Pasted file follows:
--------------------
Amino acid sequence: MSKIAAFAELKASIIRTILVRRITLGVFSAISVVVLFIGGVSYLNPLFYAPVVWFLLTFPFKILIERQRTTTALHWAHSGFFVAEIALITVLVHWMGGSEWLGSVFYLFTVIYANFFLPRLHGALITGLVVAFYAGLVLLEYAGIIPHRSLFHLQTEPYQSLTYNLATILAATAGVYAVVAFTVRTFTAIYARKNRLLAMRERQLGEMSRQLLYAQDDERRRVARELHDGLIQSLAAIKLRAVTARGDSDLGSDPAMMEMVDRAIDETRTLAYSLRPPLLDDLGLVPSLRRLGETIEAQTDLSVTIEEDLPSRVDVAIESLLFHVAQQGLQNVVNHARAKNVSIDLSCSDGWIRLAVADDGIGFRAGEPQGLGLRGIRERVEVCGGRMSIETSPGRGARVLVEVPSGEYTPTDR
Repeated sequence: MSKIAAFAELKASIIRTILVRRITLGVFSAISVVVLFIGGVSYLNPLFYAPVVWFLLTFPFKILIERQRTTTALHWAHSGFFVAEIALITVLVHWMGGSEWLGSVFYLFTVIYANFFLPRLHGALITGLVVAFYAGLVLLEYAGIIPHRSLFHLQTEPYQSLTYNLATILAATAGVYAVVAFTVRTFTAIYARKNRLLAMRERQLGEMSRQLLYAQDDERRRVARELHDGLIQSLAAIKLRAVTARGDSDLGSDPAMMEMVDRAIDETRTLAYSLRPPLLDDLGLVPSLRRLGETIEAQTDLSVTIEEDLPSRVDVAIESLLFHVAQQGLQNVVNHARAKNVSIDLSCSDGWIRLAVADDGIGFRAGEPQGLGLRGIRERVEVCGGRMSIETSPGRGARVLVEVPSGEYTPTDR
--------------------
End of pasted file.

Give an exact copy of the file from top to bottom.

Amino acid sequence: MSKIAAFAELKASIIRTILVRRITLGVFSAISVVVLFIGGVSYLNPLFYAPVVWFLLTFPFKILIERQRTTTALHWAHSGFFVAEIALITVLVHWMGGSEWLGSVFYLFTVIYANFFLPRLHGALITGLVVAFYAGLVLLEYAGIIPHRSLFHLQTEPYQSLTYNLATILAATAGVYAVVAFTVRTFTAIYARKNRLLAMRERQLGEMSRQLLYAQDDERRRVARELHDGLIQSLAAIKLRAVTARGDSDLGSDPAMMEMVDRAIDETRTLAYSLRPPLLDDLGLVPSLRRLGETIEAQTDLSVTIEEDLPSRVDVAIESLLFHVAQQGLQNVVNHARAKNVSIDLSCSDGWIRLAVADDGIGFRAGEPQGLGLRGIRERVEVCGGRMSIETSPGRGARVLVEVPSGEYTPTDR
Repeated sequence: MSKIAAFAELKASIIRTILVRRITLGVFSAISVVVLFIGGVSYLNPLFYAPVVWFLLTFPFKILIERQRTTTALHWAHSGFFVAEIALITVLVHWMGGSEWLGSVFYLFTVIYANFFLPRLHGALITGLVVAFYAGLVLLEYAGIIPHRSLFHLQTEPYQSLTYNLATILAATAGVYAVVAFTVRTFTAIYARKNRLLAMRERQLGEMSRQLLYAQDDERRRVARELHDGLIQSLAAIKLRAVTARGDSDLGSDPAMMEMVDRAIDETRTLAYSLRPPLLDDLGLVPSLRRLGETIEAQTDLSVTIEEDLPSRVDVAIESLLFHVAQQGLQNVVNHARAKNVSIDLSCSDGWIRLAVADDGIGFRAGEPQGLGLRGIRERVEVCGGRMSIETSPGRGARVLVEVPSGEYTPTDR